Succession planning needs to be a boardroom oversight from the get-go
3 min read
30 October 2014
According to a paper written by professor Timothy Quigley, “the magnitude of market reaction to CEO deaths has increased significantly since 1950".
And coupled with the 2006 report ‘Do CEOs Matter‘, which suggests that companies suffer a decline in profitability after an emergency succession, it is clear that succession planning should be one of the board’s most important oversight responsibilities.
Perhaps one of the worst-case examples is Yahoo!
Since Carol Bartz’s departure, the company has seen quite a few CEOs. Jane Stevenson, vice chairman for board and CEO services at Korn/Ferry International suggests that the internet giant was “trying out CEOs to stem the bleeding. But it is clear from Bartz’s tenure that there isn’t much support behind whoever takes the job, leaving the CEO out to dry.”
“Most boards lack a clear process for how to engage on the topic by themselves, let alone discuss it,” she said. “This creates a process logjam that makes it difficult for them to get started. Boards are often uncomfortable broaching the topic, particularly with new CEOs and do not want to do anything that could suggest they do not have confidence in a CEO.”
There is one particular company that seems to follow her recommendations of “thinking about leadership two to three generations out, and has both internal and external CEO options identified,” rather well.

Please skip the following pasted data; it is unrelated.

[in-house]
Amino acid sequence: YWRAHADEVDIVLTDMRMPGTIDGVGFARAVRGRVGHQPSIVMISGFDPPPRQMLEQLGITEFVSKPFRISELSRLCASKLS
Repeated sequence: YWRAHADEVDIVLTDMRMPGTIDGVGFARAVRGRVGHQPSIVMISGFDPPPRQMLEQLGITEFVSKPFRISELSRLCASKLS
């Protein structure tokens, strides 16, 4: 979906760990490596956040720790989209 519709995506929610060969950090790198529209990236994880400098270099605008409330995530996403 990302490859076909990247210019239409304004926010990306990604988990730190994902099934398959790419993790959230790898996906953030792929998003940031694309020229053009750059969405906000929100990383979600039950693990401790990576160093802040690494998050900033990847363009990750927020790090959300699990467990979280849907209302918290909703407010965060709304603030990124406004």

McDonald’s has had to content with multiple CEO deaths. After Jim Cantalupo, who died in 2004, and Charlie Bell, who died the year after, Jim Skinner apparently asks managers for potential replacement names on a regular basis.
But there’s another shark in the water. Janmejaya Sinha, chairman of the Boston Consulting Group states that “investors hate uncertainty, and if a company leader dies, of course they will worry and it will lead to volatility. This is true not just for Tata Motors, but look at what happened when Apple’s Steve Jobs died. Investor sentiment was anxious for some time.
“Succession planning for emergency situations cannot be simplistic, it has to be contextual,” he said. “Having succession planning in place also is no guarantee of success for the company. But it is always the quality of the top management team which makes succession less of a risk for a company.”
Of course, after a CEO passes away or moves on, shareholders are left with an intriguing question: Did the CEO possess exceptional, average, or poor ability? And, what is the likelihood that a replacement will be significantly different, either positive or negative?
Professor Quigley explains that “if shareholders believed CEOs generally had little or no impact on firm outcomes, the loss of a CEO would be a non-event as each would be equally constrained and the overall effect of the transition would be trivial.”
This, once again comes to show that shareholders place a greater emphasis on the individual heading publicly traded corporations today versus in earlier years.